It’s been a great year for U.S. auto sales. Monthly totals keep beating expectations -- and year-ago numbers.
So a solid November isn’t a surprise. But it didn’t end the suspense: Will 2015 U.S. auto sales surpass the 17.4 million record set in 2000?
The short answer: More likely than not.
“It’ll be a photo finish,” says Eric Lyman, vice president of industry insights at TrueCar. “In my gut, I think we’ll beat .”
Personally, I’m delighted to even have this conversation. It’s taken a decade and a half to get back to having a shot at the sales record. Last December, few forecasters saw 2015 much above 17 million.
Then, the hope was for third best all-time, perhaps bumping 1999’s 16.95 million off the podium, but no realistic shot at the 2001 silver of 17.2 million or 2000’s gold. Even that hope wavered as brutally cold weather slammed January and February.
So it’s great, after mushing through the snow, to rediscover this fall that we’re on pace to exceed the original 17 million goal.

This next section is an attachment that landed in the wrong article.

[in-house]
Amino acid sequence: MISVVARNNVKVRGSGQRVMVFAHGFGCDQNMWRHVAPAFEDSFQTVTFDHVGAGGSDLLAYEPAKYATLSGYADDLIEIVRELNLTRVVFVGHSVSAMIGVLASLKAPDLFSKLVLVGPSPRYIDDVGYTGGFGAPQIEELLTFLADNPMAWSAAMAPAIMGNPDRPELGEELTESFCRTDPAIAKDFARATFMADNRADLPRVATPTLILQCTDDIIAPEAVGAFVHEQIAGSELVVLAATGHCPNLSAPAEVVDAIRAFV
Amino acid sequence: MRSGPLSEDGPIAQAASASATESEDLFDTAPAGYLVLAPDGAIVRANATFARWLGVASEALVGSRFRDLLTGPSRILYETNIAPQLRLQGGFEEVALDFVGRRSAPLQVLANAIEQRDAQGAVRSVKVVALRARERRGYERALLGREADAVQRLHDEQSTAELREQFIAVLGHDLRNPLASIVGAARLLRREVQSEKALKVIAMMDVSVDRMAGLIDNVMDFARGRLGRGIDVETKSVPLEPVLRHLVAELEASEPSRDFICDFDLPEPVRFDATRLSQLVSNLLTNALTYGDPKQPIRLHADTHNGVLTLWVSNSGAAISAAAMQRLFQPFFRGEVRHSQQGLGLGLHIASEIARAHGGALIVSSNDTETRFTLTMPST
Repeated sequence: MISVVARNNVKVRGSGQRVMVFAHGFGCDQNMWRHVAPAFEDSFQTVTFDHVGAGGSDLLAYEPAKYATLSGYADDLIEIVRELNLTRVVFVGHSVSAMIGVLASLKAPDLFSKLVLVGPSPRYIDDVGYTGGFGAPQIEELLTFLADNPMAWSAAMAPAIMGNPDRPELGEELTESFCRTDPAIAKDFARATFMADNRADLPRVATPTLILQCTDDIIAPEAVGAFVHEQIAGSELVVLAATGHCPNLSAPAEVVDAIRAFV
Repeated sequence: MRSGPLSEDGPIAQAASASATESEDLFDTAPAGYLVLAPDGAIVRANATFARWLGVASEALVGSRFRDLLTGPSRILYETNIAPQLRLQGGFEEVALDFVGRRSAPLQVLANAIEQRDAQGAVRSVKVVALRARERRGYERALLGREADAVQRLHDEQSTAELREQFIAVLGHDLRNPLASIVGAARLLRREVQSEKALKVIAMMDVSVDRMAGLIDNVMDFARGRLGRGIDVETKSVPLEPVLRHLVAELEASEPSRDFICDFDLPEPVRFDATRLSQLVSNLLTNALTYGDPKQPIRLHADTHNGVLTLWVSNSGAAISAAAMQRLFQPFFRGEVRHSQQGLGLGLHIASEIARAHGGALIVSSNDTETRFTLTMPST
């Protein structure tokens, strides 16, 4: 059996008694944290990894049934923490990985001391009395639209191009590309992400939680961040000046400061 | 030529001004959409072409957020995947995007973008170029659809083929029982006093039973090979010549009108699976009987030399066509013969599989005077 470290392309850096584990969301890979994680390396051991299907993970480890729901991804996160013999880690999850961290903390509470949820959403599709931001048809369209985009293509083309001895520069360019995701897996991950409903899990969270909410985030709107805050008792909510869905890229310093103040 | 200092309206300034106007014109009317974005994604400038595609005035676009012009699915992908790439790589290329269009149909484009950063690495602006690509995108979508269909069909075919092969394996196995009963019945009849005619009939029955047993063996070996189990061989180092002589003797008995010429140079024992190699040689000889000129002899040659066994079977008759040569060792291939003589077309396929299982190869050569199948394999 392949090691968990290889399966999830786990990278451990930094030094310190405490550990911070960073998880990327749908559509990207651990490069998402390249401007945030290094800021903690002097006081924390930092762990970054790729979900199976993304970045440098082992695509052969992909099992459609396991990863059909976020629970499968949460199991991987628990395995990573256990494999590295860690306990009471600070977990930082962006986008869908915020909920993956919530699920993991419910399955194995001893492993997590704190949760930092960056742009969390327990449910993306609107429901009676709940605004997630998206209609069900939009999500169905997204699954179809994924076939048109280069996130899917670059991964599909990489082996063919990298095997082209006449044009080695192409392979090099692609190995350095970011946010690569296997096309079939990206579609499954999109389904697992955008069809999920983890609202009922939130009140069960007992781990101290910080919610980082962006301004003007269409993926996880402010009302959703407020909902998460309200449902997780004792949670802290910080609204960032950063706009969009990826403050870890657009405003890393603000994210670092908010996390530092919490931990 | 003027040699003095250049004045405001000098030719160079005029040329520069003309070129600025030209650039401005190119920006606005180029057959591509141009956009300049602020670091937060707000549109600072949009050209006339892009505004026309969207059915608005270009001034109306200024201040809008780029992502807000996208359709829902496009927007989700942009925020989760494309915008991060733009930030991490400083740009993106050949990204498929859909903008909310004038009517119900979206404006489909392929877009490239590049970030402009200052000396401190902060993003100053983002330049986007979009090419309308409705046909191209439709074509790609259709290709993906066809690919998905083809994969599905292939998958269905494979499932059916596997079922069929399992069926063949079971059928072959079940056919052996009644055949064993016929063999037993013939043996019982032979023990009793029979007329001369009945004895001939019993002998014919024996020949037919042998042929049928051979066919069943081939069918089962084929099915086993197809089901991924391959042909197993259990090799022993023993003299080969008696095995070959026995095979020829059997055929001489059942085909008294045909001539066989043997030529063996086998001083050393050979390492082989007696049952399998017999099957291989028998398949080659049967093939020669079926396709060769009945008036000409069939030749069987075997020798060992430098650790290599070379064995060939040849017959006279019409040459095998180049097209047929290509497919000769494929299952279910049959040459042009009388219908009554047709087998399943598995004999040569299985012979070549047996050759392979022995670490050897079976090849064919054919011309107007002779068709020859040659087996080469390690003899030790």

Still, it’s a tough race to handicap: 2000 started hot and cooled, 2015 started slow then heated up. Through November, 11-month sales this year are still about a third of a million units short of 2000’s. That’s a huge number to make up in just 31 days.
But 2000 had a lousy December, even for what was a traditionally sleepy month back then: 1,243,695 sales. Except for the depths of the Great Recession, that’s the worst December this century.
So what will we need to win? The best December ever, that’s all.
To beat 2000 by one unit better than 2000, the industry must sell 1,575,853 autos in December. Let’s call it 1.58 million to ensure the record sticks after 2015 reported numbers are audited.
December 2014 sales were 1,507,229 units, so we need 4.6 percent more for the record. Is that a reasonable goal? Through 11 months, 2015 sales are running 5.4 percent higher than 2014.
We’re coming down to the wire, 2015 still trailing but making a furious finishing kick to chase an exhausted and cramping foe.
Which year prevails?
The record is there if automakers want it. Incentives are creeping higher, but not dangerously so.
My bet? I don’t think automakers can resist. They’ll tweak the spiffs enough to leave 2000 behind.